Photos of Shan State, a multi-ethnic state, Myanmar

Shan State Flag
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Flag of Myanmar

Shan State, a multi-ethnic state

Shan State, named after the Shan people who, with several other ethnic groups, dominate the region, covers an area of 155,800 km², almost a quarter of Myanmar's total area. It shares borders with China, Laos and Thailand and is home to several ethnic armies who have resisted Burmese rule for a long time.

Aung Chang Tha Zedi
Shwe Lin Lun Zedi
Stupas, Myoma Kyaung
Shwe Oo Min Paya
Buddha statue
Shrine and stupa
Small Buddha statue
Bamboo Buddha statue
Two Buddhist nuns
In Hnin Paya
Putting gold leaf
Myanmar (Burma)
View of Kalaw
Small roadside shop
House near Kalaw
Tending the fire
Palaung children
Young Buddhist novices
Elevated houses
House in Ywa Thit
View to Ywa Thit
Pouring tea
Palaung family
View to Thayan
Drinking beer
Ox cart near Kalaw
View into Kalaw
Pagoda in Taunggyi
Taunggyi street
Posters for sale
Taunggyi Sikh temple
Vegetable market
Selling bean sprouts
Car repairs
Road to Mandalay
A river valley

Shan State can be considered the successor to the princely states that had been in existence in the Shan Hills from the period of the Pagan Empire and when this fell to the Mongols in 1287, the Shan, who had come with them, stayed and came to dominate most of what is now northern Myanmar. The Shan states were multi-ethnic and although Burmanised Shans had founded the Inwa (Ava) Kingdom in central Burma, other Shan states, especially Mohnyin, continued to raid it over the years; in 1527 a Confederation of Shan States, led by Mohnyin, conquered Ava and ruled it until 1555. Over the following years the Shan states were sometimes independent, under the influence of Burmese kings and the Chinese, or autonomous. Shans served in Burmese armies, like in the First Anglo-Burmese War of 1824-1836.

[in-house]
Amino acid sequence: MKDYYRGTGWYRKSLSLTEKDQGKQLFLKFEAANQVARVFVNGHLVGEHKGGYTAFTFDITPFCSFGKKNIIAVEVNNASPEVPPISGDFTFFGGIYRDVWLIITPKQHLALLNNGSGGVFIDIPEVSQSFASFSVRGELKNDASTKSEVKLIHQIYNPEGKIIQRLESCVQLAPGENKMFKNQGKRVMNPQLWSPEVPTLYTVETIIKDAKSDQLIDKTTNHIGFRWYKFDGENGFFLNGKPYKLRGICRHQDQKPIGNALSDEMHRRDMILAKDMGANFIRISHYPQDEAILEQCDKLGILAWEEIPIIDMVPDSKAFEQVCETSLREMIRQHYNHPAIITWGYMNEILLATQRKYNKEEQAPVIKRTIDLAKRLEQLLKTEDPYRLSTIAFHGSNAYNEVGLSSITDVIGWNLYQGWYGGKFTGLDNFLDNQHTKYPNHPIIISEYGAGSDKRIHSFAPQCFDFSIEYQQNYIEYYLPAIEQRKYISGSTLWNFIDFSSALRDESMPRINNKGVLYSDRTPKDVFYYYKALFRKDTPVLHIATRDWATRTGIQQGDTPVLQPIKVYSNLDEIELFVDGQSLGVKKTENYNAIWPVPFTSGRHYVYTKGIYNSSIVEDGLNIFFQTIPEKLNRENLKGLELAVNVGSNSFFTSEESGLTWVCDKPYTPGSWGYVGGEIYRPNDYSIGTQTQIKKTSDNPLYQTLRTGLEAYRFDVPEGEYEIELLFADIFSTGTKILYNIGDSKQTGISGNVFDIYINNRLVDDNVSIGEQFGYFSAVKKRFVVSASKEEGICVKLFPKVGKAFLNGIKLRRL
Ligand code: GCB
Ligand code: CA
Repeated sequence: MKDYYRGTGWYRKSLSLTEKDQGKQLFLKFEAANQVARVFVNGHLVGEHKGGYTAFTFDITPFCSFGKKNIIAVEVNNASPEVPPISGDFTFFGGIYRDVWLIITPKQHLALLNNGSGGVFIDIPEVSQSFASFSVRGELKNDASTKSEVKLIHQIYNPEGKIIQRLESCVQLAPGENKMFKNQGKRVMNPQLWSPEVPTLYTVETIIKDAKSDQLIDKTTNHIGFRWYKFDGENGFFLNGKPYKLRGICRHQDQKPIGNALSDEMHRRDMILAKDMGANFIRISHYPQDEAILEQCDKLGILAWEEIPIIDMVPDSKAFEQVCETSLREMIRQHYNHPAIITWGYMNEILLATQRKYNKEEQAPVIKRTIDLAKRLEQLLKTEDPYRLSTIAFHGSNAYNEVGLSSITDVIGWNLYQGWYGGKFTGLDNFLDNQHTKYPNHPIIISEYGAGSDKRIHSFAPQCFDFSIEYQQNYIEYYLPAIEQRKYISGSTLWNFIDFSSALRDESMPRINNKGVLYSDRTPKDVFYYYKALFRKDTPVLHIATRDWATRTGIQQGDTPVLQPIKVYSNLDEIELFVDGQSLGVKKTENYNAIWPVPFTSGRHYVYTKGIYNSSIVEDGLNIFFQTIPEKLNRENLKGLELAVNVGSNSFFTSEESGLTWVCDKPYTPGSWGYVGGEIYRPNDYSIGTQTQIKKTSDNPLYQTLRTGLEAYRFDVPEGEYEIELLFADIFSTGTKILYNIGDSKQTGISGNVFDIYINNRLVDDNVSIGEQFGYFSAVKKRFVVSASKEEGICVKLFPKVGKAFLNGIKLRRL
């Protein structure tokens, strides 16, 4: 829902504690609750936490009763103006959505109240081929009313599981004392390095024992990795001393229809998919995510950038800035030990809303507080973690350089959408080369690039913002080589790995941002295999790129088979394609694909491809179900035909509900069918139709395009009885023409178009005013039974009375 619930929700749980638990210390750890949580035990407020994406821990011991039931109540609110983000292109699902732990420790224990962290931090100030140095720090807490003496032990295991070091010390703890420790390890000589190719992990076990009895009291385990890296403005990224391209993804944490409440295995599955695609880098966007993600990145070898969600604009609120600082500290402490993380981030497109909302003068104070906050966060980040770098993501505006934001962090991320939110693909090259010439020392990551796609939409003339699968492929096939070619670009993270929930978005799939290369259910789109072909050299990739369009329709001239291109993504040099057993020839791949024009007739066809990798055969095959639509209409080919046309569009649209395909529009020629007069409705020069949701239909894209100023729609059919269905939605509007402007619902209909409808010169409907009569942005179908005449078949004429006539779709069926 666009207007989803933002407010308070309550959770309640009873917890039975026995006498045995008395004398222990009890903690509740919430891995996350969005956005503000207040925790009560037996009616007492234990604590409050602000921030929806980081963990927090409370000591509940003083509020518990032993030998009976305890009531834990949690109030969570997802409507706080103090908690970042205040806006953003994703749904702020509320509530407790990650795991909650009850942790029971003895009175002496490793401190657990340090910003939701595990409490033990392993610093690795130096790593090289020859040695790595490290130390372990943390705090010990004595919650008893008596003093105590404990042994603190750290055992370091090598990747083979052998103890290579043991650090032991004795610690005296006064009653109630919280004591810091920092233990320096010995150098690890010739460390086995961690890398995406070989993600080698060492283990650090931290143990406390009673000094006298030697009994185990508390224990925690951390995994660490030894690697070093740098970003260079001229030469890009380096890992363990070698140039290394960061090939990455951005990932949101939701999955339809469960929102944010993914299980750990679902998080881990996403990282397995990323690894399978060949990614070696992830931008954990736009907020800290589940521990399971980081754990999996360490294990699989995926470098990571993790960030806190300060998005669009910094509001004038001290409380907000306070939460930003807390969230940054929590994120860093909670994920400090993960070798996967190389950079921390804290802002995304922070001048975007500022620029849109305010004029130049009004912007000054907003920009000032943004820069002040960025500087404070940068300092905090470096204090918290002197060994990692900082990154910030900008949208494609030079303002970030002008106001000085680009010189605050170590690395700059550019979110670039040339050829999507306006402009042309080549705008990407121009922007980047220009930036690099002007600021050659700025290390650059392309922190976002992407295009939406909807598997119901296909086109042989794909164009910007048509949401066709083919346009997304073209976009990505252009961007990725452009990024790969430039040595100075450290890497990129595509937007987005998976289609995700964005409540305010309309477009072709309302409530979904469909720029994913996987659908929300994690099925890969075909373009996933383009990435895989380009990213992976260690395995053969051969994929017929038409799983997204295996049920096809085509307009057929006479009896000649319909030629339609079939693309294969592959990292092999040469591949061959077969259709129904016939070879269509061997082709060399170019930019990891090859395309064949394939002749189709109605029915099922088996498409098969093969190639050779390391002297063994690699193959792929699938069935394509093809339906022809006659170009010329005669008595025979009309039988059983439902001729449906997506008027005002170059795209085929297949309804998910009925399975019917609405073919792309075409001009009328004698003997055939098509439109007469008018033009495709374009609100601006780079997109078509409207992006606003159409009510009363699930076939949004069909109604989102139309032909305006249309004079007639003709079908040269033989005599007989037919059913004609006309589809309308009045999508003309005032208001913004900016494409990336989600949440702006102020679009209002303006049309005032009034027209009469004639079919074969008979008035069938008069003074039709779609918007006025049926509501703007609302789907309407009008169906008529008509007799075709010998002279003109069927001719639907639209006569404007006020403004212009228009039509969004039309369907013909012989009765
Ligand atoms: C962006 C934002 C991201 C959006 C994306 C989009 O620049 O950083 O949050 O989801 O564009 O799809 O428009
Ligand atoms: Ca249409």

After the Second Anglo-Burmese War of 1852 the Shan states were essentially autonomous and only paid token tribute to the king. King Mindon Min, accepting he couldn't win, ceded the Karenni states to the British in 1875. The central government had very little say and the British too, after they had captured Mandalay and formally annexed Burma in 1986, found it took another four years to subdue all of the Shan states. During the colonial period the British changed internal borders and in the Second World War the Shan states were occupied by the Japanese. Chinese Kuomintang troops came down to fight the Japanese and many stayed after the war, joined by others in the wake of the communist victory in China. In March 1953 they almost took the whole of Shan State, but were driven back by the Burmese army. Many of their descendants are still there, in the east of the state.

The Panglong Conference in February 1947, on the eve of Burma's independence, secured a unitary Shan State. It included former states of the Wa, a Mon-Khmer people living on the border with China but excluding the Karenni (who now live in Kayah State). In the agreement Shan State gained its right of secession after 10 years, but this right was never granted. The Shan State Army now has over 10,000 troops and has managed to get weapons from both China and the United States. Although cease-fire agreements have been signed with most groups, large areas of the state are outside government control and have come under ethnic Chinese economic and political influence. Meanwhile, the United Wa State Army, an ethnic minority army, estimated at 30,000 and allegedly involved in the narcotics trade, runs the unrecognised Wa State on the Chinese border. The Burmese have given it the status of an autonomous region as they have no control here. Chinese currency is used and as the Wa have no written language, they use Chinese instead.

The 5 million people of Shan State can be divided into nine primary ethnic groups: the Shan, Pa-O, Intha, Lahu, Taungyo, Danu, Ta'ang, Arkan and Kachin. The state capital, Taunggyi, is, with a population of around 205,000, the fifth most populous city of the country. It is situated in the south west of the state, not far from Inle Lake, a major tourist drawcard. The mountain town of Kalaw, in the west, is a good place for treks to surrounding villages inhabited by Ta'ang or Palaung, a Mon-Khmer people who also live in northern Thailand and China's Yunnan province.